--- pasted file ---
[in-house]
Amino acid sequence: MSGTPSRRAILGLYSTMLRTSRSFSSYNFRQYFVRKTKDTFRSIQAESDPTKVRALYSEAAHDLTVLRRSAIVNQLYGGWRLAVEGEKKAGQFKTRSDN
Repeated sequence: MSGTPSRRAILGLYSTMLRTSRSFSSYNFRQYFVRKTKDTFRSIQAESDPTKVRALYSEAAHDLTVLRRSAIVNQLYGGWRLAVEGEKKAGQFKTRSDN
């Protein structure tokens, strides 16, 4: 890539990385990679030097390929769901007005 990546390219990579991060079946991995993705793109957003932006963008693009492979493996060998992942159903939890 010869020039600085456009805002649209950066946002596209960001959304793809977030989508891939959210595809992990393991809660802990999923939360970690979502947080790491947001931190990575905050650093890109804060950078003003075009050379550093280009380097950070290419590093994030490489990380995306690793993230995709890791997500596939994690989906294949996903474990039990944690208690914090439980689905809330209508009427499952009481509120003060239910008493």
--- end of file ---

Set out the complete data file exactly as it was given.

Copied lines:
[in-house]
Amino acid sequence: MSGTPSRRAILGLYSTMLRTSRSFSSYNFRQYFVRKTKDTFRSIQAESDPTKVRALYSEAAHDLTVLRRSAIVNQLYGGWRLAVEGEKKAGQFKTRSDN
Repeated sequence: MSGTPSRRAILGLYSTMLRTSRSFSSYNFRQYFVRKTKDTFRSIQAESDPTKVRALYSEAAHDLTVLRRSAIVNQLYGGWRLAVEGEKKAGQFKTRSDN
């Protein structure tokens, strides 16, 4: 890539990385990679030097390929769901007005 990546390219990579991060079946991995993705793109957003932006963008693009492979493996060998992942159903939890 010869020039600085456009805002649209950066946002596209960001959304793809977030989508891939959210595809992990393991809660802990999923939360970690979502947080790491947001931190990575905050650093890109804060950078003003075009050379550093280009380097950070290419590093994030490489990380995306690793993230995709890791997500596939994690989906294949996903474990039990944690208690914090439980689905809330209508009427499952009481509120003060239910008493």